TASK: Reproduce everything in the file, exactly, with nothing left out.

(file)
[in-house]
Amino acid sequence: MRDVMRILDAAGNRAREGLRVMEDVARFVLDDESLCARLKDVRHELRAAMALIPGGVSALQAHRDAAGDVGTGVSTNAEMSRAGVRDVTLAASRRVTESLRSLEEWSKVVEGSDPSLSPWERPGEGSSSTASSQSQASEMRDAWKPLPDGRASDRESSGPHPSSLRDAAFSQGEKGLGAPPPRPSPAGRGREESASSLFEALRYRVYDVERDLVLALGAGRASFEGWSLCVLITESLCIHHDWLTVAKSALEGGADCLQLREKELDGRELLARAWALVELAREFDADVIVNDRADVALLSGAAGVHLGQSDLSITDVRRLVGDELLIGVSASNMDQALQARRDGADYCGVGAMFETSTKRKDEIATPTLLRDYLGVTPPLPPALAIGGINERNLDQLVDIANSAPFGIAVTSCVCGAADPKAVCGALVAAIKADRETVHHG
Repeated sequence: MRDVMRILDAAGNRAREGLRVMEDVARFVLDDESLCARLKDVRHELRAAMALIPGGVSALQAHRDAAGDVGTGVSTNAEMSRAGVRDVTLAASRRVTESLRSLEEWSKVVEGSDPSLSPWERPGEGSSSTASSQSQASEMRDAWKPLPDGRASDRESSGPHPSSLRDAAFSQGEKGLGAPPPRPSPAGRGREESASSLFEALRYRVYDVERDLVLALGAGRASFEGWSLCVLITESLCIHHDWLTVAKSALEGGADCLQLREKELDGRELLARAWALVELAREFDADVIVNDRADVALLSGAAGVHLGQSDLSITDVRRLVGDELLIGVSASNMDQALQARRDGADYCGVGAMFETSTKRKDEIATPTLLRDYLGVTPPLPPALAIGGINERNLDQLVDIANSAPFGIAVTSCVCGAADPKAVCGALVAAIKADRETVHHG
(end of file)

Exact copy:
[in-house]
Amino acid sequence: MRDVMRILDAAGNRAREGLRVMEDVARFVLDDESLCARLKDVRHELRAAMALIPGGVSALQAHRDAAGDVGTGVSTNAEMSRAGVRDVTLAASRRVTESLRSLEEWSKVVEGSDPSLSPWERPGEGSSSTASSQSQASEMRDAWKPLPDGRASDRESSGPHPSSLRDAAFSQGEKGLGAPPPRPSPAGRGREESASSLFEALRYRVYDVERDLVLALGAGRASFEGWSLCVLITESLCIHHDWLTVAKSALEGGADCLQLREKELDGRELLARAWALVELAREFDADVIVNDRADVALLSGAAGVHLGQSDLSITDVRRLVGDELLIGVSASNMDQALQARRDGADYCGVGAMFETSTKRKDEIATPTLLRDYLGVTPPLPPALAIGGINERNLDQLVDIANSAPFGIAVTSCVCGAADPKAVCGALVAAIKADRETVHHG
Repeated sequence: MRDVMRILDAAGNRAREGLRVMEDVARFVLDDESLCARLKDVRHELRAAMALIPGGVSALQAHRDAAGDVGTGVSTNAEMSRAGVRDVTLAASRRVTESLRSLEEWSKVVEGSDPSLSPWERPGEGSSSTASSQSQASEMRDAWKPLPDGRASDRESSGPHPSSLRDAAFSQGEKGLGAPPPRPSPAGRGREESASSLFEALRYRVYDVERDLVLALGAGRASFEGWSLCVLITESLCIHHDWLTVAKSALEGGADCLQLREKELDGRELLARAWALVELAREFDADVIVNDRADVALLSGAAGVHLGQSDLSITDVRRLVGDELLIGVSASNMDQALQARRDGADYCGVGAMFETSTKRKDEIATPTLLRDYLGVTPPLPPALAIGGINERNLDQLVDIANSAPFGIAVTSCVCGAADPKAVCGALVAAIKADRETVHHG